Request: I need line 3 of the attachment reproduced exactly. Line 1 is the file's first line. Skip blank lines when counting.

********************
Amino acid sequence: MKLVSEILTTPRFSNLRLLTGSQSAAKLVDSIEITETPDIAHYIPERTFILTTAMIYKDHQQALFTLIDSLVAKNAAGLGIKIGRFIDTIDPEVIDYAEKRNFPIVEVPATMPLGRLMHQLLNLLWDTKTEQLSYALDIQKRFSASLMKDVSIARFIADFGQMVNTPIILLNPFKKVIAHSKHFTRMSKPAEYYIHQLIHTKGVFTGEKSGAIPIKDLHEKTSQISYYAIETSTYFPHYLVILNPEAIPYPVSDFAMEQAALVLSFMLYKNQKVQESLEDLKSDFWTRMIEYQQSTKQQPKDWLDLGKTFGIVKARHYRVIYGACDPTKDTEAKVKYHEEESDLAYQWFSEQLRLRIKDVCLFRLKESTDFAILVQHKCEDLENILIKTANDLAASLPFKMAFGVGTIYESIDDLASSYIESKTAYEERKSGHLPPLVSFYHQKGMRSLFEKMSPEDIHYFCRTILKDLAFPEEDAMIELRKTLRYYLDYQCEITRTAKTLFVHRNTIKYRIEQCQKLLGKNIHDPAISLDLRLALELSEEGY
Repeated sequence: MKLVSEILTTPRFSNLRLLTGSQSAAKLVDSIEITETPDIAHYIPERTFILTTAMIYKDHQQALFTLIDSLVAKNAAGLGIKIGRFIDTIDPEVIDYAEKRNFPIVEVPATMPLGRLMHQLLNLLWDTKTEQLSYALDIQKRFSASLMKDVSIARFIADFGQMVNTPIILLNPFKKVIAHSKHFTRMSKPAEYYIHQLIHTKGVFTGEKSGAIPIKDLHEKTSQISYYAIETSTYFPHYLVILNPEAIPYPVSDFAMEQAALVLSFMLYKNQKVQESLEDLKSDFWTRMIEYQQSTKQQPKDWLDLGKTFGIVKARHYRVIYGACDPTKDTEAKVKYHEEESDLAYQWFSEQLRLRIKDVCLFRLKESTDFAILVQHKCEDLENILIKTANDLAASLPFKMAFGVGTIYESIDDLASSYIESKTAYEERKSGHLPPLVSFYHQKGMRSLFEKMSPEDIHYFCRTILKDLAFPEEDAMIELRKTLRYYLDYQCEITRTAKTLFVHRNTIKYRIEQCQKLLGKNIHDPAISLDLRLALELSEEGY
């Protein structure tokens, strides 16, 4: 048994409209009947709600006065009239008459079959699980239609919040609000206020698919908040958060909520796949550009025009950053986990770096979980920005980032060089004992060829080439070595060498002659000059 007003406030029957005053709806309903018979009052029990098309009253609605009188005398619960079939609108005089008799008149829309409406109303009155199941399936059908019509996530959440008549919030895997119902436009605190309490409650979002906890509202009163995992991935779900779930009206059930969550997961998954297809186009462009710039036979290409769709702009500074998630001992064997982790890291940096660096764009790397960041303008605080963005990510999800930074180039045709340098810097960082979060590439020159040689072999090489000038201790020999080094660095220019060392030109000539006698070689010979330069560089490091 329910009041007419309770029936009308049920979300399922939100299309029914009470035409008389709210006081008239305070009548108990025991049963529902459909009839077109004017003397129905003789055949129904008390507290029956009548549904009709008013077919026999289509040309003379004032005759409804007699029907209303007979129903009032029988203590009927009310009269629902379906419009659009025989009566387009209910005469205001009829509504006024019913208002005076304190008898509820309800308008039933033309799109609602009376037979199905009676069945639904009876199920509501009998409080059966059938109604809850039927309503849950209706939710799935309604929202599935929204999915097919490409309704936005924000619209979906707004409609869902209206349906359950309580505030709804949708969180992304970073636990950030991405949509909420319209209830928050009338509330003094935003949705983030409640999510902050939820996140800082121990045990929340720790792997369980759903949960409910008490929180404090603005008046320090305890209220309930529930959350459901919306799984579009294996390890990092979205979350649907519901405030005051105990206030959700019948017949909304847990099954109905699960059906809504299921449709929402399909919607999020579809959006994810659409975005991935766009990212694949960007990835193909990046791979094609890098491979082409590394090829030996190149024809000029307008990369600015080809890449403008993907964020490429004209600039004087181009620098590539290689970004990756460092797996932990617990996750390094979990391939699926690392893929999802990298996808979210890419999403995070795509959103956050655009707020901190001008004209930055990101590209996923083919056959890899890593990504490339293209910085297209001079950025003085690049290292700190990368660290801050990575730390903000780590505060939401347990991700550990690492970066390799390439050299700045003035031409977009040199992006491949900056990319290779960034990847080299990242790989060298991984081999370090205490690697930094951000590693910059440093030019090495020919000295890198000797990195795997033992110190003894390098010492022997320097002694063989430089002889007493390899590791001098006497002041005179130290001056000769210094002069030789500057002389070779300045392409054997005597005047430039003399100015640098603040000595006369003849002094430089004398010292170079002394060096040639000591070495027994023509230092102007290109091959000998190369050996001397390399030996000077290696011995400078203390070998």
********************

């Protein structure tokens, strides 16, 4: 048994409209009947709600006065009239008459079959699980239609919040609000206020698919908040958060909520796949550009025009950053986990770096979980920005980032060089004992060829080439070595060498002659000059 007003406030029957005053709806309903018979009052029990098309009253609605009188005398619960079939609108005089008799008149829309409406109303009155199941399936059908019509996530959440008549919030895997119902436009605190309490409650979002906890509202009163995992991935779900779930009206059930969550997961998954297809186009462009710039036979290409769709702009500074998630001992064997982790890291940096660096764009790397960041303008605080963005990510999800930074180039045709340098810097960082979060590439020159040689072999090489000038201790020999080094660095220019060392030109000539006698070689010979330069560089490091 329910009041007419309770029936009308049920979300399922939100299309029914009470035409008389709210006081008239305070009548108990025991049963529902459909009839077109004017003397129905003789055949129904008390507290029956009548549904009709008013077919026999289509040309003379004032005759409804007699029907209303007979129903009032029988203590009927009310009269629902379906419009659009025989009566387009209910005469205001009829509504006024019913208002005076304190008898509820309800308008039933033309799109609602009376037979199905009676069945639904009876199920509501009998409080059966059938109604809850039927309503849950209706939710799935309604929202599935929204999915097919490409309704936005924000619209979906707004409609869902209206349906359950309580505030709804949708969180992304970073636990950030991405949509909420319209209830928050009338509330003094935003949705983030409640999510902050939820996140800082121990045990929340720790792997369980759903949960409910008490929180404090603005008046320090305890209220309930529930959350459901919306799984579009294996390890990092979205979350649907519901405030005051105990206030959700019948017949909304847990099954109905699960059906809504299921449709929402399909919607999020579809959006994810659409975005991935766009990212694949960007990835193909990046791979094609890098491979082409590394090829030996190149024809000029307008990369600015080809890449403008993907964020490429004209600039004087181009620098590539290689970004990756460092797996932990617990996750390094979990391939699926690392893929999802990298996808979210890419999403995070795509959103956050655009707020901190001008004209930055990101590209996923083919056959890899890593990504490339293209910085297209001079950025003085690049290292700190990368660290801050990575730390903000780590505060939401347990991700550990690492970066390799390439050299700045003035031409977009040199992006491949900056990319290779960034990847080299990242790989060298991984081999370090205490690697930094951000590693910059440093030019090495020919000295890198000797990195795997033992110190003894390098010492022997320097002694063989430089002889007493390899590791001098006497002041005179130290001056000769210094002069030789500057002389070779300045392409054997005597005047430039003399100015640098603040000595006369003849002094430089004398010292170079002394060096040639000591070495027994023509230092102007290109091959000998190369050996001397390399030996000077290696011995400078203390070998």